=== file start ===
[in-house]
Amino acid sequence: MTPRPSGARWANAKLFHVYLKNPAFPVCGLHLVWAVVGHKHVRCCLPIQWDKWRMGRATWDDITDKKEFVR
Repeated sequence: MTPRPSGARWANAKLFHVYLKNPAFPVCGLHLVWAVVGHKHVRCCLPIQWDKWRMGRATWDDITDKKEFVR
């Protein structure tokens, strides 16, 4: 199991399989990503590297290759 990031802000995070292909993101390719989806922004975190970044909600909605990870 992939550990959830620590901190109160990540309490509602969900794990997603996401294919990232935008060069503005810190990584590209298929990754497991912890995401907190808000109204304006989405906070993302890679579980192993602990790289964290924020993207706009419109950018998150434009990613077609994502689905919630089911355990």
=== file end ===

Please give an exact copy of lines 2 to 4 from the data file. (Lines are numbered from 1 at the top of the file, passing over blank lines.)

Amino acid sequence: MTPRPSGARWANAKLFHVYLKNPAFPVCGLHLVWAVVGHKHVRCCLPIQWDKWRMGRATWDDITDKKEFVR
Repeated sequence: MTPRPSGARWANAKLFHVYLKNPAFPVCGLHLVWAVVGHKHVRCCLPIQWDKWRMGRATWDDITDKKEFVR
């Protein structure tokens, strides 16, 4: 199991399989990503590297290759 990031802000995070292909993101390719989806922004975190970044909600909605990870 992939550990959830620590901190109160990540309490509602969900794990997603996401294919990232935008060069503005810190990584590209298929990754497991912890995401907190808000109204304006989405906070993302890679579980192993602990790289964290924020993207706009419109950018998150434009990613077609994502689905919630089911355990």